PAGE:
DETROIT, United States — Josh Luber is leaving StockX, the marketplace for sneakerheads and collectors he co-founded five years ago.
Luber was the face of StockX, touting the platform’s sneakers-as-stocks approach on the travelling speaking circuit and on podcasts. But he played a diminished role internally as the company grew. In June 2019, as StockX announced its latest funding round at a $1 billion valuation, he was replaced as chief executive by Scott Cutler, formerly of eBay and Stubhub.
After Cutler joined, Luber focused on new business lines, including trading cards, and partnerships for what the company calls IPOs, or products sold for the first time on the site at variable prices.
He and Cutler emphasized the importance of his continued involvement with the company in the press over the last year, as Cutler expanded the company’s leadership by hiring a chief marketing officer, chief technology officer, chief financial officer, chief communications officer and other senior roles and also expanded internationally. StockX now has around 800 employees.
StockX Chief Executive Scott Cutler | Source: Courtesy
Luber, who remains a significant shareholder in the business, said in an interview on Wednesday that “it was always my intention from the day I started StockX that I would start another start-up — and then probably after that, another one and another one.”
He plans to launch another early-stage business in “stealth mode,” an opportunity that came about recently, he said.
“Now, having Scott already been here for a year and the company in great hands, it was something that I could look at with different eyes,” Luber said.
Luber also said his role as the public face was no longer needed. Though the concept of a platform matching buyer and seller bids for sneakers was relatively novel in 2015, when Luber, Greg Schwartz and Quicken Loans co-founder Dan Gilbert started the company, peer-to-peer fashion marketplaces are wildly popular today. Sites have popped up to facilitate sales in everything from luxury handbags to furniture. A growing number of platforms have adopted StockX’s use of financial lingo, offering shares in “IPOs” of art, high-end automobiles and other limited edition items.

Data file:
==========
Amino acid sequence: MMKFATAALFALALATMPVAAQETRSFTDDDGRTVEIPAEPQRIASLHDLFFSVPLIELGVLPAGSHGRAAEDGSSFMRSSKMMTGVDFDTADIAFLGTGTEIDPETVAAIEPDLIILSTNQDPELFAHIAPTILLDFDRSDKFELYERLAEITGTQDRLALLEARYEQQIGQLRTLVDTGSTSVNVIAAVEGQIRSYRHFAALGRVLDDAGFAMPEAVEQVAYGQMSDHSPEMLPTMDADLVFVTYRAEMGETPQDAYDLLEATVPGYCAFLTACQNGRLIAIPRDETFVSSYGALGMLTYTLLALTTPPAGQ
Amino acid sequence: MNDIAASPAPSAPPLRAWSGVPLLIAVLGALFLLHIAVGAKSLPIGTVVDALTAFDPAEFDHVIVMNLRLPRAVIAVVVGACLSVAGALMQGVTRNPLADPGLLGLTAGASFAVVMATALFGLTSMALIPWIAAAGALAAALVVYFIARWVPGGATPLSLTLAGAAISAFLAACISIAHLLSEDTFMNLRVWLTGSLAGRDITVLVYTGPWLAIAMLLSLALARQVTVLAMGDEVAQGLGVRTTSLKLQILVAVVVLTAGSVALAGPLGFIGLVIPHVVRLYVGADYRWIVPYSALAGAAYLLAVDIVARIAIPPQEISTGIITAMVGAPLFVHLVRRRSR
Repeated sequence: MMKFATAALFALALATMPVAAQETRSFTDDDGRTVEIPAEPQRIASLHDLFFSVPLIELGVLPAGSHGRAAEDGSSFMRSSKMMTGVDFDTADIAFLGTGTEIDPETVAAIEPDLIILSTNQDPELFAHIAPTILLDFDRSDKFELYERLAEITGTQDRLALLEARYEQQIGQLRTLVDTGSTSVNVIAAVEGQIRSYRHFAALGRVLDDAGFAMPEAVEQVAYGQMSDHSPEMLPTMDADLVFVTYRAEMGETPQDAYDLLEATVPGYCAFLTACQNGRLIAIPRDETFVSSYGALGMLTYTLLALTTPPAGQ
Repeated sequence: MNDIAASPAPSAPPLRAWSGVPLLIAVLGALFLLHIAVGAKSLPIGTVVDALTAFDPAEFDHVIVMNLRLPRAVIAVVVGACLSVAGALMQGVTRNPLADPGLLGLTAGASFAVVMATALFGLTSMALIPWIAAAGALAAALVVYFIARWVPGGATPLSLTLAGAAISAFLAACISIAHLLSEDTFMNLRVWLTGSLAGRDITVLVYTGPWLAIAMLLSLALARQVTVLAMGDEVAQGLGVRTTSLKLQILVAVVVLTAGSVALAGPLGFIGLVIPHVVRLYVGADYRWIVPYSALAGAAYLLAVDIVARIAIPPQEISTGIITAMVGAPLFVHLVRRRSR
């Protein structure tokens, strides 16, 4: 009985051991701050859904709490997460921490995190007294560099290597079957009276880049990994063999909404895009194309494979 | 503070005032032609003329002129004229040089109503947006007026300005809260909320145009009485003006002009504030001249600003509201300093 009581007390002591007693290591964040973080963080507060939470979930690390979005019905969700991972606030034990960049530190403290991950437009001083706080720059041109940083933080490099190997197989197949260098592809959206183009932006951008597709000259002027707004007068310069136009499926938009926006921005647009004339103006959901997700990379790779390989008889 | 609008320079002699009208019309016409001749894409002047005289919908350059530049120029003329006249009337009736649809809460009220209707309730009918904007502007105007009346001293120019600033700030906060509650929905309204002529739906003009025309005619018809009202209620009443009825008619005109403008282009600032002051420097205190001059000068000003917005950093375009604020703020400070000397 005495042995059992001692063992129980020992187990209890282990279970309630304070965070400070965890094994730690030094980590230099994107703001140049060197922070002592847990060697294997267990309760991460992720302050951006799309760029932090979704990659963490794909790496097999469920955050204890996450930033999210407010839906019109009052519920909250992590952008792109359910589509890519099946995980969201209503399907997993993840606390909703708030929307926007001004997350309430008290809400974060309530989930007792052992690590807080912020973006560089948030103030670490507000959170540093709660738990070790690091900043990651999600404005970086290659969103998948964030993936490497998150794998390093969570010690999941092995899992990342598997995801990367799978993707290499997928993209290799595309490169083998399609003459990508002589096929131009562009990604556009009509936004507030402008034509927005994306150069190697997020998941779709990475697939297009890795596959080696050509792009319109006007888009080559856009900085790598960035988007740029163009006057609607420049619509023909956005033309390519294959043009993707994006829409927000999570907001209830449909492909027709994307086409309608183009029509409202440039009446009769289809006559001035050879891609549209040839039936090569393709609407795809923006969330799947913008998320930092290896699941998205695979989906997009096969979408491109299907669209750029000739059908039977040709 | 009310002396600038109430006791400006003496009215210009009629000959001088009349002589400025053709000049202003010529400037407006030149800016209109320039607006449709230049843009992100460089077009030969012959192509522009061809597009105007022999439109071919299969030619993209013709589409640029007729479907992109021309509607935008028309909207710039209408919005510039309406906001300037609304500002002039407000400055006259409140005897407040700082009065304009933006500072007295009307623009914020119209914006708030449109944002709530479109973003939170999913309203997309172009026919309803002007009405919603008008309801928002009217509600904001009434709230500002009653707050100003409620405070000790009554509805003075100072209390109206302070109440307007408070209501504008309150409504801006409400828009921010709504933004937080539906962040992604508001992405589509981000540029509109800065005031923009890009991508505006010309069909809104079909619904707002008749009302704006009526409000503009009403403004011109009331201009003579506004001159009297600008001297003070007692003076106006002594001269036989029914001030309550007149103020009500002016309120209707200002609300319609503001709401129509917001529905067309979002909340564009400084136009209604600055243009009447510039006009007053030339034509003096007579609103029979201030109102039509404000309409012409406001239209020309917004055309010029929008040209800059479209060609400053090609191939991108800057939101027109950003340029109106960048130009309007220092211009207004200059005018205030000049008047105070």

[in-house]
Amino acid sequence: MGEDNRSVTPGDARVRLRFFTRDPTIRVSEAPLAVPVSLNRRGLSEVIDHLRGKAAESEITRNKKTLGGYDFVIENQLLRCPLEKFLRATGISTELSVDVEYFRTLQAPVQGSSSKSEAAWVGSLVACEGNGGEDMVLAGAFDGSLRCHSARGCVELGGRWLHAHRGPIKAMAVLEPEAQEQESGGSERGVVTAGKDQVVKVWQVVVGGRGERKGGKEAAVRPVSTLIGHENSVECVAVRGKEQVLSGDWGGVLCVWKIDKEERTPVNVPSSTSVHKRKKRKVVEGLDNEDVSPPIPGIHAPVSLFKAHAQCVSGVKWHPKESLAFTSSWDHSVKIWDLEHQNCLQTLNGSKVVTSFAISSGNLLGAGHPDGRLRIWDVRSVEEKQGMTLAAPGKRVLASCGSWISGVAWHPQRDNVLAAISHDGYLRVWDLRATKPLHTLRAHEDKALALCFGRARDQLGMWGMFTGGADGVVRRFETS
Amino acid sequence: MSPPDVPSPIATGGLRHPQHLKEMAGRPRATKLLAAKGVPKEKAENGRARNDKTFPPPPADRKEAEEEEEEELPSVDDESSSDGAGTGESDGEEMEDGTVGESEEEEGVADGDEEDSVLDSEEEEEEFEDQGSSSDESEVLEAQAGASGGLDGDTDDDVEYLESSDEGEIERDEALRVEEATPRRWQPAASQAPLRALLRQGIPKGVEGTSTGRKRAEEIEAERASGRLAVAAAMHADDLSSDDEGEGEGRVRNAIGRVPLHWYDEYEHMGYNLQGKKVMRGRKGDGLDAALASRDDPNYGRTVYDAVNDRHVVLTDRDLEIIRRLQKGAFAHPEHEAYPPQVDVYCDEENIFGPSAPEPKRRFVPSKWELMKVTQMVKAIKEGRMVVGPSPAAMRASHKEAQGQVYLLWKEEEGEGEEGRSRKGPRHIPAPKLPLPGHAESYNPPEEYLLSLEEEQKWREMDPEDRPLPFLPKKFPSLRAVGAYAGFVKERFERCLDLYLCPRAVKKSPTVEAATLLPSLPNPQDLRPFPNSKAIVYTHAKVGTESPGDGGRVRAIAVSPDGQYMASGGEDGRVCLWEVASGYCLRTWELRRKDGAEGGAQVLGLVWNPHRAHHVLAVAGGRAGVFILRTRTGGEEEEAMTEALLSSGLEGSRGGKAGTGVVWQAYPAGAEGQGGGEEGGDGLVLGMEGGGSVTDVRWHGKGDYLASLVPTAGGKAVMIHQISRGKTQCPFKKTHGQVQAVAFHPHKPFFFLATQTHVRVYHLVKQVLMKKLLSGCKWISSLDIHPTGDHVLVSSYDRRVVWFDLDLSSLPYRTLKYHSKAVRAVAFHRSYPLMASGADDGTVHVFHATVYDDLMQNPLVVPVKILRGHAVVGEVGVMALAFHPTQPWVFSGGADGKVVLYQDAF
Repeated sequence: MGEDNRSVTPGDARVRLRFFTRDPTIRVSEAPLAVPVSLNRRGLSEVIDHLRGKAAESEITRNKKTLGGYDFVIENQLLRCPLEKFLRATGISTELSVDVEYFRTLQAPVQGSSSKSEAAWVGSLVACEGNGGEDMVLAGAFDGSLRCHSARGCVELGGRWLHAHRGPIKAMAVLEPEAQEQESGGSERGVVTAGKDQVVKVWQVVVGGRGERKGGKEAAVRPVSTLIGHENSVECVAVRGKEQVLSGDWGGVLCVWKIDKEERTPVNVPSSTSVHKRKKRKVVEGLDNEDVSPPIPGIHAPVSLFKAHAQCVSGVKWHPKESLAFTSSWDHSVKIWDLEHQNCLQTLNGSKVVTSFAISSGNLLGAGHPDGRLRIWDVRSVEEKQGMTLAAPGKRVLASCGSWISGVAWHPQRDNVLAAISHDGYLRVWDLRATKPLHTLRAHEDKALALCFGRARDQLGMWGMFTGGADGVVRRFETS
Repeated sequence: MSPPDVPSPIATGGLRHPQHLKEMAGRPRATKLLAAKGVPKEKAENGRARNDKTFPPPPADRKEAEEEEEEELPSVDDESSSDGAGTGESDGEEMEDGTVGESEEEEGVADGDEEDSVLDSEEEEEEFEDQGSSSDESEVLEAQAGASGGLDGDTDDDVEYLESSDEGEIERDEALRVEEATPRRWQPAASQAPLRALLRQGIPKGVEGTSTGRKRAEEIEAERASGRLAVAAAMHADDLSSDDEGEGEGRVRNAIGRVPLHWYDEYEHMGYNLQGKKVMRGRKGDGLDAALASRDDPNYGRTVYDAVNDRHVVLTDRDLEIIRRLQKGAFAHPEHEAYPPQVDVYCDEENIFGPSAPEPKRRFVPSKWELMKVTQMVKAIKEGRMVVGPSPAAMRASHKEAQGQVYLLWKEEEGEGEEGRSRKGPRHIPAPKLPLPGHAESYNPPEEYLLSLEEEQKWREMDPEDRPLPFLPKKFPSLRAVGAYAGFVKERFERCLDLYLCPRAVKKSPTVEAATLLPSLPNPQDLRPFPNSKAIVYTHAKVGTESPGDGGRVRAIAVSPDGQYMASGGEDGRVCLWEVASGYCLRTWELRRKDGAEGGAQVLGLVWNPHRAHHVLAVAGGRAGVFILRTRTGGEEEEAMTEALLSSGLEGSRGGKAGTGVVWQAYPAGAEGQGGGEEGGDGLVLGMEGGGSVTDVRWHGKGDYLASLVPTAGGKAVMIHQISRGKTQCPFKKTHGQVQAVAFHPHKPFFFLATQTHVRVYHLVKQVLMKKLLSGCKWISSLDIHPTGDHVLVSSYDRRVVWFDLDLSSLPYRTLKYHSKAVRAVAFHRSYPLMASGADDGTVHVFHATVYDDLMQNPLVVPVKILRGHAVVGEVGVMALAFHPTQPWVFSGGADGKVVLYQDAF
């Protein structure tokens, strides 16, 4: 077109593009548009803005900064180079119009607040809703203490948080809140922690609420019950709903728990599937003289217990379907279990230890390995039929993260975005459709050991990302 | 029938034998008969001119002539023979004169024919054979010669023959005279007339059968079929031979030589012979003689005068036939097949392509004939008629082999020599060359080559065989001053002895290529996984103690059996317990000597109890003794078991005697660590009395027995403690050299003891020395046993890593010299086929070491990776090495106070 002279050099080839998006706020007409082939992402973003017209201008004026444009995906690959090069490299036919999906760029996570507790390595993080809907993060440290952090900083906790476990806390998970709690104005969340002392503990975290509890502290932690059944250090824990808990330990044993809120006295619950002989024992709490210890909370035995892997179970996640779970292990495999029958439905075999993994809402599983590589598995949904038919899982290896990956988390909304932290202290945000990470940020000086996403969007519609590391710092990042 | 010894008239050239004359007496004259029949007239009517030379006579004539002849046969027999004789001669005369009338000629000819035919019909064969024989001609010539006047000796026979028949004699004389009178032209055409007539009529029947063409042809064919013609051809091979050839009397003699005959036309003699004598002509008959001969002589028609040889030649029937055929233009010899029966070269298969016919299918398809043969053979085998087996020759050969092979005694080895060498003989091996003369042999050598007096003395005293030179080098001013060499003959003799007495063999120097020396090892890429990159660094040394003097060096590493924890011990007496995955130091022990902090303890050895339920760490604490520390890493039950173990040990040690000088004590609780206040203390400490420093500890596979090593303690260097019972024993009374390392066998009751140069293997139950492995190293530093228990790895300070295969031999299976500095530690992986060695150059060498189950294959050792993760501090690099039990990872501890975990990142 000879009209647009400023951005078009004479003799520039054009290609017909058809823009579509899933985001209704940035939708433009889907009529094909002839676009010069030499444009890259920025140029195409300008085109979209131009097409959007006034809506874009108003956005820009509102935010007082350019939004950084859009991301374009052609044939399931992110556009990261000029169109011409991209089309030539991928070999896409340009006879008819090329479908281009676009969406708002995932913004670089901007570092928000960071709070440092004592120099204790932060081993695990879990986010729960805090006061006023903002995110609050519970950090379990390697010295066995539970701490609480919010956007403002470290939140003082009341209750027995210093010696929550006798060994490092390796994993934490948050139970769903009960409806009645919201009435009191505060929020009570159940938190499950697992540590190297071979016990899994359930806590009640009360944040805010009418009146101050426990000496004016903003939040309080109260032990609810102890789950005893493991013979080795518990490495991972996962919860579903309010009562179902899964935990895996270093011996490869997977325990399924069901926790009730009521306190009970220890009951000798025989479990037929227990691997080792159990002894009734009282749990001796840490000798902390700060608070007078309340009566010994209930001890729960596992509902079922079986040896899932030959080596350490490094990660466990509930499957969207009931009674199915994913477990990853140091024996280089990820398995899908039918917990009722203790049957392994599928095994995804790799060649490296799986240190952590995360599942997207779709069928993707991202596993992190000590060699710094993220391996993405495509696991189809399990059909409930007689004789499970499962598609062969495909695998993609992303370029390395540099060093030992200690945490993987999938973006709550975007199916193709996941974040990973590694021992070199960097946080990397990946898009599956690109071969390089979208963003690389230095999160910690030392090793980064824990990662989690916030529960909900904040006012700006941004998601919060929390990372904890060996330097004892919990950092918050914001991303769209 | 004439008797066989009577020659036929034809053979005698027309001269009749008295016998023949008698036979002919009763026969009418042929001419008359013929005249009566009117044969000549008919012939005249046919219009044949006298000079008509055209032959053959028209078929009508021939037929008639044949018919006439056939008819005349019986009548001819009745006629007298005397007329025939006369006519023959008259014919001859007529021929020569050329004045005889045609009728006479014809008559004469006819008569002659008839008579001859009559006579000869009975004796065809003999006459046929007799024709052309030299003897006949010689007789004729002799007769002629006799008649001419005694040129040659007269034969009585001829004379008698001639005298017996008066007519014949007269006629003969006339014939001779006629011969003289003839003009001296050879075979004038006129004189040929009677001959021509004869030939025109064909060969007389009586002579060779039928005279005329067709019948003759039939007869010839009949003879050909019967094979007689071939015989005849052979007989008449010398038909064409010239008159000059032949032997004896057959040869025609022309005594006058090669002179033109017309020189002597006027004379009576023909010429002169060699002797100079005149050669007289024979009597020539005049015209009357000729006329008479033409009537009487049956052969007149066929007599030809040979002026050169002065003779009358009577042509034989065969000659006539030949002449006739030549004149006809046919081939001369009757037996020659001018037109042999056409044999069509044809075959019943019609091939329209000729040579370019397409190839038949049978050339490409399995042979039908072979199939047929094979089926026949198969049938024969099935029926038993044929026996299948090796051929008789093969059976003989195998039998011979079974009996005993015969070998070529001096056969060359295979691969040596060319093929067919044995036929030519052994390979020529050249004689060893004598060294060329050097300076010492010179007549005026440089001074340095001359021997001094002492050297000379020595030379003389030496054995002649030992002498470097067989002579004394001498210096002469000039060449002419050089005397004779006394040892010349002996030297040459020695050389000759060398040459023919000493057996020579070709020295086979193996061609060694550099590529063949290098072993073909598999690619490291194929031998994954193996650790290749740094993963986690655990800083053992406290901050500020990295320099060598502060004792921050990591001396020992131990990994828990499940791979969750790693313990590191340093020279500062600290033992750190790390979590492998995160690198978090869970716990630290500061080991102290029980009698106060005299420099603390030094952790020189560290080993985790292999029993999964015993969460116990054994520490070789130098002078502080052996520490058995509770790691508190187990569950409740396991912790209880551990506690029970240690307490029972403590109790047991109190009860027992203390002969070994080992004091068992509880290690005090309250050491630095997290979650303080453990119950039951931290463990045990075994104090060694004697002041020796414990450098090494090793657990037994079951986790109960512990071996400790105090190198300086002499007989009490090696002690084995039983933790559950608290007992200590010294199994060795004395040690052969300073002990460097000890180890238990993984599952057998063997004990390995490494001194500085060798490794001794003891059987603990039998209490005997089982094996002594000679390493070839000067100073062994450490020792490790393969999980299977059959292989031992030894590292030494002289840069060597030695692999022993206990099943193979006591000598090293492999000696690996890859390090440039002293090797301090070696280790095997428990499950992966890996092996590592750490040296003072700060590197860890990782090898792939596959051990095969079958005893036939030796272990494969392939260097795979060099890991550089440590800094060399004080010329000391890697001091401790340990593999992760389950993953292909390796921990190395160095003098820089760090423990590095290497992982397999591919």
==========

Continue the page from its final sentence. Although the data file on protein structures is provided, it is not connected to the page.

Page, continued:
“Now we have a fully built leadership team, any one of them is more than equipped to talk about not only their area of expertise with the business, but [also] how it relates to the whole and the vision of StockX,” Luber said.
While the pandemic has cut down consumer spending on apparel, StockX is seeing a jump in transactions on the platform. The company, which Inc. reported sold $1 billion worth of products last year, said May, June and July marked the company’s biggest sales months ever as more people shop online while stuck at home. Growth has been fueled in part by shoppers over 45 years old as well as the women’s sneaker category.
But the health crisis has brought challenges. In April, StockX laid off about 100 employees to cut costs, and workers in some of its authentication centres tested positive for coronavirus. In August, StockX was criticised by buyers and sellers for shipping and payment delays, as well as faulty customer service, which the company attributed to increased traffic and health and safety measures.
“The pandemic has put a lot more focus on a lot of our operational scale,” said Cutler, who was an informal adviser to StockX for three years before joining the company.
Luber’s last day at StockX is Friday.
“We really are still in the very early stages of what this business can be, from the verticals, from geographically, from even the business model,” he said. “It’ll be awesome to see it continue to grow and watch it from afar. I’ll still be the biggest cheerleader for the business.”
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